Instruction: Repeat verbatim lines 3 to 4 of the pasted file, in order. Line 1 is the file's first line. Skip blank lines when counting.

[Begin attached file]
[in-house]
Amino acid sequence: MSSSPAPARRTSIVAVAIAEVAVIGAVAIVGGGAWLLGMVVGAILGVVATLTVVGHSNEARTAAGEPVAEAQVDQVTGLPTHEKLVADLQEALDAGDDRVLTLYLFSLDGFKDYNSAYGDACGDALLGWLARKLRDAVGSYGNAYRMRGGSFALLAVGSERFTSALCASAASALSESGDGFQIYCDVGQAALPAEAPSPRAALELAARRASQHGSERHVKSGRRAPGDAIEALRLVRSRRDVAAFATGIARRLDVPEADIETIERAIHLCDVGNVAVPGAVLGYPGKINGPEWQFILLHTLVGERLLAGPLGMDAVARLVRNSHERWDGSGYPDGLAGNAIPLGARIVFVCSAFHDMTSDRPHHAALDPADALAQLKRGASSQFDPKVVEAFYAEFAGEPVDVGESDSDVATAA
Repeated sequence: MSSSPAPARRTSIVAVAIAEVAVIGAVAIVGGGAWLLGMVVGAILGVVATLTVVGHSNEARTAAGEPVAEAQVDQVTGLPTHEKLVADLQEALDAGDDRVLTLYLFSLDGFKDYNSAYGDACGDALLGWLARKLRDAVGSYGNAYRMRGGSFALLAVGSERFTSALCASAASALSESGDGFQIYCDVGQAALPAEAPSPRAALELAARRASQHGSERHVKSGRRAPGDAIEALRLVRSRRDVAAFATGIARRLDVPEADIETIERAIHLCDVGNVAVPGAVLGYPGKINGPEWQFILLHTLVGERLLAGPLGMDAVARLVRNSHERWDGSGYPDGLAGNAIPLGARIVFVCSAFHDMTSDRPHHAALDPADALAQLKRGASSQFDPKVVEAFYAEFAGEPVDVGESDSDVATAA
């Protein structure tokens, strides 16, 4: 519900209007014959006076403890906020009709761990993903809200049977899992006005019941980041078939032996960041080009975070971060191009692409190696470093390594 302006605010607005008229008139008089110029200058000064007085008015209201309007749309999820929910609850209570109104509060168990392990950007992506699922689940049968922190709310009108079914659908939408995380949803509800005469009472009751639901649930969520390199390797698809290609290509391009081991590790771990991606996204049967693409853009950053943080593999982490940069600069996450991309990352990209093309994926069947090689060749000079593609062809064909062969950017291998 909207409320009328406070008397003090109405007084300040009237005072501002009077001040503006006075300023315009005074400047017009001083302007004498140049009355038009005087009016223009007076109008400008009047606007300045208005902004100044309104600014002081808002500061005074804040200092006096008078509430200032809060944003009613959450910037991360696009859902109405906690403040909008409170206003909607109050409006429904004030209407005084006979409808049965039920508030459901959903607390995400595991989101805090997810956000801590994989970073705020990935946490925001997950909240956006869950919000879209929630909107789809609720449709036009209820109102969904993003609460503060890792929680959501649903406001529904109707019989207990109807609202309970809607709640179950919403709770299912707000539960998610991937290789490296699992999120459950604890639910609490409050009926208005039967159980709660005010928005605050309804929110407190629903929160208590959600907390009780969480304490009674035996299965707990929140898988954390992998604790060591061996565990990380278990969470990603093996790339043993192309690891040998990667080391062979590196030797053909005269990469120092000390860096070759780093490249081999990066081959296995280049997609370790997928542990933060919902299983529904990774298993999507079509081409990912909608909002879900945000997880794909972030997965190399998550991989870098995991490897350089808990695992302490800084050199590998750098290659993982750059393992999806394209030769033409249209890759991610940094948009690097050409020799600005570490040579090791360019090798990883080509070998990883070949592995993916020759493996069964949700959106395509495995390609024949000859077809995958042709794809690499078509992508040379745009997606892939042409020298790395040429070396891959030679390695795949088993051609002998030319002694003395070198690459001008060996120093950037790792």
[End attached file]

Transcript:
Repeated sequence: MSSSPAPARRTSIVAVAIAEVAVIGAVAIVGGGAWLLGMVVGAILGVVATLTVVGHSNEARTAAGEPVAEAQVDQVTGLPTHEKLVADLQEALDAGDDRVLTLYLFSLDGFKDYNSAYGDACGDALLGWLARKLRDAVGSYGNAYRMRGGSFALLAVGSERFTSALCASAASALSESGDGFQIYCDVGQAALPAEAPSPRAALELAARRASQHGSERHVKSGRRAPGDAIEALRLVRSRRDVAAFATGIARRLDVPEADIETIERAIHLCDVGNVAVPGAVLGYPGKINGPEWQFILLHTLVGERLLAGPLGMDAVARLVRNSHERWDGSGYPDGLAGNAIPLGARIVFVCSAFHDMTSDRPHHAALDPADALAQLKRGASSQFDPKVVEAFYAEFAGEPVDVGESDSDVATAA
């Protein structure tokens, strides 16, 4: 519900209007014959006076403890906020009709761990993903809200049977899992006005019941980041078939032996960041080009975070971060191009692409190696470093390594 302006605010607005008229008139008089110029200058000064007085008015209201309007749309999820929910609850209570109104509060168990392990950007992506699922689940049968922190709310009108079914659908939408995380949803509800005469009472009751639901649930969520390199390797698809290609290509391009081991590790771990991606996204049967693409853009950053943080593999982490940069600069996450991309990352990209093309994926069947090689060749000079593609062809064909062969950017291998 909207409320009328406070008397003090109405007084300040009237005072501002009077001040503006006075300023315009005074400047017009001083302007004498140049009355038009005087009016223009007076109008400008009047606007300045208005902004100044309104600014002081808002500061005074804040200092006096008078509430200032809060944003009613959450910037991360696009859902109405906690403040909008409170206003909607109050409006429904004030209407005084006979409808049965039920508030459901959903607390995400595991989101805090997810956000801590994989970073705020990935946490925001997950909240956006869950919000879209929630909107789809609720449709036009209820109102969904993003609460503060890792929680959501649903406001529904109707019989207990109807609202309970809607709640179950919403709770299912707000539960998610991937290789490296699992999120459950604890639910609490409050009926208005039967159980709660005010928005605050309804929110407190629903929160208590959600907390009780969480304490009674035996299965707990929140898988954390992998604790060591061996565990990380278990969470990603093996790339043993192309690891040998990667080391062979590196030797053909005269990469120092000390860096070759780093490249081999990066081959296995280049997609370790997928542990933060919902299983529904990774298993999507079509081409990912909608909002879900945000997880794909972030997965190399998550991989870098995991490897350089808990695992302490800084050199590998750098290659993982750059393992999806394209030769033409249209890759991610940094948009690097050409020799600005570490040579090791360019090798990883080509070998990883070949592995993916020759493996069964949700959106395509495995390609024949000859077809995958042709794809690499078509992508040379745009997606892939042409020298790395040429070396891959030679390695795949088993051609002998030319002694003395070198690459001008060996120093950037790792």